Fondue it!

I love fondue; especially in the month of February. It is warm, comforting, romantic, delicious, simple and fancy all at the same time. At our house, we love to indulge in chocolate fondue on Valentine’s Day. We dip strawberries, oranges, bananas, apples, marshmallows, pound cake, and even animal crackers in milk chocolate. Thus, I tend to think about chocolate when I think about fondue. Interestingly though, the beginnings of fondue have nothing to do with chocolate.

Fondue comes from the French word fondre, meaning to melt. Although the word origin is French, Fondue actually became popular in the country of Switzerland. The first known recipe for fondue was published in a cookbook in Zurich in 1699. The recipe was called, "Käss mit Wein zu kochen", which means, “to cook cheese with wine.” The directions said to melt cut up cheese with wine and to dip bread in it. During the long, hard winters in Switzerland, when fresh food was limited, it became a way of life for people to sit around a fire with a communal pot and dip their stale bread in melted cheese. Fondue did not become popularized, however, until the 1930s when the Swiss Cheese Union promoted fondue as a way to increase cheese consumption. In America, cheese fondue was promoted at the 1964 New York World’s fair by the Swiss Pavilion’s Alpine Restaurant.

Besides cheese and chocolate, there are other types of fondue. Fondue Bourguignon is a way of cooking meat in a pot of hot oil. Some people believe that this form of fondue dates all the way back to the Middle Ages. Vineyard workers in the French region of Burgundy would heat a pot of oil and leave it on throughout the day. Whenever the workers took a break, they would come over the oil pot and cook some meat to eat. Another type of fondue is Fondue Chinoise. This type of fondue originated in Asia. It involves cooking meat and vegetables in a pot of hot broth.

If you’ve ever been to The Melting Pot restaurant, you may have sampled all of these types of fondue. But since most of our budgets don’t allow us to visit The Melting Pot on a regular basis, you can make fondue at home! There are fancy fondue pots you can buy that come with long –handled forks for dipping. While these are so much fun and I would highly recommend one, you don’t have to have a fondue pot to make fondue. A regular pot will work great! I often make fondue in a pot on the stove and then transfer it to a crockpot to keep it warm for dipping.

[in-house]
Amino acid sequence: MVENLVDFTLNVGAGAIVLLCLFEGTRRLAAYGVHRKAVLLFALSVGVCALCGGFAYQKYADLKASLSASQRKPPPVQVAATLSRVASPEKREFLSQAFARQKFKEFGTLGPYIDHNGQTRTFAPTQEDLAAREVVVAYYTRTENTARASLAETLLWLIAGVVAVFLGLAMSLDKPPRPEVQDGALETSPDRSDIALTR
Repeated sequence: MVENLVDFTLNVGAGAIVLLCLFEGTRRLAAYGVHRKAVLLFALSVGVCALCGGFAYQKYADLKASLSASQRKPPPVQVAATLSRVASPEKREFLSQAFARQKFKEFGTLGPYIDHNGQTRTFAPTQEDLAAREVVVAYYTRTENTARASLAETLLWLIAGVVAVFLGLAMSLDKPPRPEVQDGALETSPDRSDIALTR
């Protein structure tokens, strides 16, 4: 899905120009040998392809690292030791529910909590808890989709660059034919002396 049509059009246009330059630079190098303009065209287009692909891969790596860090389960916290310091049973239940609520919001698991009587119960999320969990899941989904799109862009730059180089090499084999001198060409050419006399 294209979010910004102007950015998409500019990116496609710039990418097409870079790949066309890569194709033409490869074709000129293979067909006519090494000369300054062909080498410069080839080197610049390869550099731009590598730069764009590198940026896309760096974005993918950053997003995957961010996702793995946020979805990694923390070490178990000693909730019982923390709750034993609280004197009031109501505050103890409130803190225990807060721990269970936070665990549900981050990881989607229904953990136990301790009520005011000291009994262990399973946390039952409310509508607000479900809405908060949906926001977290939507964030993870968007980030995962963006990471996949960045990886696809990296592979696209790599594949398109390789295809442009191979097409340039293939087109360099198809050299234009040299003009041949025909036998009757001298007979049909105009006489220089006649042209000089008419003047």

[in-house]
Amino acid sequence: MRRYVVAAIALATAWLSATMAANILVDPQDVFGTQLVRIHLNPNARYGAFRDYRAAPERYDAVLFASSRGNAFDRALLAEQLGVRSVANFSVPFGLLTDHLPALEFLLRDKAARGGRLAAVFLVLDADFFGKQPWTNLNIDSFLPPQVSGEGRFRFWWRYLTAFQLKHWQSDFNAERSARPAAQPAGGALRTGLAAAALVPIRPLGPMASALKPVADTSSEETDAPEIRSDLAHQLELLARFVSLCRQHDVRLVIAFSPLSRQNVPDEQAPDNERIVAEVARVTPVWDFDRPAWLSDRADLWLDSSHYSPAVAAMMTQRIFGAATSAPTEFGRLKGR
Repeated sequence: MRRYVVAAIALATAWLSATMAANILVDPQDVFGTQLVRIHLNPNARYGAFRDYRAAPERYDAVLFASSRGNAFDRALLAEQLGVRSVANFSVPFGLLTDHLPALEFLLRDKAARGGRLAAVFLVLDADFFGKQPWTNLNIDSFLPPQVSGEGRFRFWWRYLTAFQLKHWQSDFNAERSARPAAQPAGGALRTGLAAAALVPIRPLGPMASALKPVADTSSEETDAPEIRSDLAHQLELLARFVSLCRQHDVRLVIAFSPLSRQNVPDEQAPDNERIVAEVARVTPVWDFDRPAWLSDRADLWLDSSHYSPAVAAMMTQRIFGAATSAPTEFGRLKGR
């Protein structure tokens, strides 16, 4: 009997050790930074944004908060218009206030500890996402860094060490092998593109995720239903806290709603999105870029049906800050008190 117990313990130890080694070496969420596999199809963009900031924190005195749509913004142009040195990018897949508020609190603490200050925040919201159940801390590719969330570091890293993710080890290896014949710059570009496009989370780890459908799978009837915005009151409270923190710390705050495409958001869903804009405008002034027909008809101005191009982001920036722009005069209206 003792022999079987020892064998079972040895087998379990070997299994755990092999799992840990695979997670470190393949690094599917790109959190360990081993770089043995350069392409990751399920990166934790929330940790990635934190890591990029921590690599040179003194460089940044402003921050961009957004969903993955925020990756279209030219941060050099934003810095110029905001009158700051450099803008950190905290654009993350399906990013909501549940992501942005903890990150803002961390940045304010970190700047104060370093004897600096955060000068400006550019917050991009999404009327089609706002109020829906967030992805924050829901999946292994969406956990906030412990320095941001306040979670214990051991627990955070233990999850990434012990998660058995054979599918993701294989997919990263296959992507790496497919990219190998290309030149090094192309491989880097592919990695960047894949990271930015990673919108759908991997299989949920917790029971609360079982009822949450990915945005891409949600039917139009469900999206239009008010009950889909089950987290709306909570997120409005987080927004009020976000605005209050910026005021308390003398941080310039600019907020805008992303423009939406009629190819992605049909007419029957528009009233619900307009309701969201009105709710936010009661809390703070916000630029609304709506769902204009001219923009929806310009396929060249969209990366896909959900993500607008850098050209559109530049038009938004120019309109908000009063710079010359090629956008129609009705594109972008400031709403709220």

There are lots of amazing fondue recipes out there. I would like to share one cheese fondue recipe that I love! I prefer not to cook with alcohol, so this recipe is more of a family-friendly cheese fondue. Our family loves to dip broccoli, cauliflower, bread, chicken pieces, and apples in the cheese. What would you dip? Give fondue night a try!

Non-Alcoholic Cheese Fondue

1 pound Swiss cheese
2 cloves of Garlic
3 T. All-Purpose Flour
2 T. Butter
1 1/2 cups Milk
½ T. Lemon Juice
1/8 tsp. ground Nutmeg
Salt and Pepper to taste


Peel garlic and slice the cloves in half the long way so the most inner surface is showing. Rub a heavy saucepan with two halves of the garlic for flavoring. Rub the fondue pot with the other two garlic halves.

Grate the cheese and mix with 1 T. of the flour.

Melt the butter in saucepan over medium-low heat. Add rest of flour. Stir well till smooth. Add about ½ cup of milk and stir till smooth. Slowly add the rest of the milk, stirring constantly until the mixture thickens to about the consistency of light cream. Add a handful of cheese and keep stirring. Let the cheese melt and then add another handful and stir until it melts. Repeat the process until all the cheese is melted.

Once all the cheese has been added and the mixture is smooth, you can stir in the nutmeg, salt and pepper. Finally, add the lemon juice. Stir well till the mixture is smooth once again.

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    Cristina Duke
    Monthly Newsletter Contributor since 2014
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